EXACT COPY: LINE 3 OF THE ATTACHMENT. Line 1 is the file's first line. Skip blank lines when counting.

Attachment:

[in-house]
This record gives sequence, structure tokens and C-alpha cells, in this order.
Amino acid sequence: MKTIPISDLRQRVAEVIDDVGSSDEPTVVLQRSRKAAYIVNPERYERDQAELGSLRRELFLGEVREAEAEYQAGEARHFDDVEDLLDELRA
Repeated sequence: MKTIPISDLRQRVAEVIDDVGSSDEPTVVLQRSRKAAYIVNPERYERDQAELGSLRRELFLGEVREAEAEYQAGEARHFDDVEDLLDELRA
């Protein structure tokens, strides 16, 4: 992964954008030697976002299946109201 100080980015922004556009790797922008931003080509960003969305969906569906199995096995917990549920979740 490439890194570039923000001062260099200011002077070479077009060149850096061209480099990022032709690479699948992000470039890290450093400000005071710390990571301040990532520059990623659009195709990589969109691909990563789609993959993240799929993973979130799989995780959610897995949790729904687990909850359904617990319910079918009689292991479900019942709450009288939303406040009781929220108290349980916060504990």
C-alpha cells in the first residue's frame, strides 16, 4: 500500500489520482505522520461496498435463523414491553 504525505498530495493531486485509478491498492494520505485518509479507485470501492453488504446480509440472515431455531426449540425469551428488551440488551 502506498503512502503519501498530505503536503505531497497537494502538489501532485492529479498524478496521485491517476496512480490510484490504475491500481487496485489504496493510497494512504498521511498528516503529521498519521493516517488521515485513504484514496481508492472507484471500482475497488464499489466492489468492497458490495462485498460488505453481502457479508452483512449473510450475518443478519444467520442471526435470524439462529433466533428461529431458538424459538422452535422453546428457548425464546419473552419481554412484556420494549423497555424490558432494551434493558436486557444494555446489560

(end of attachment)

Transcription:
Amino acid sequence: MKTIPISDLRQRVAEVIDDVGSSDEPTVVLQRSRKAAYIVNPERYERDQAELGSLRRELFLGEVREAEAEYQAGEARHFDDVEDLLDELRA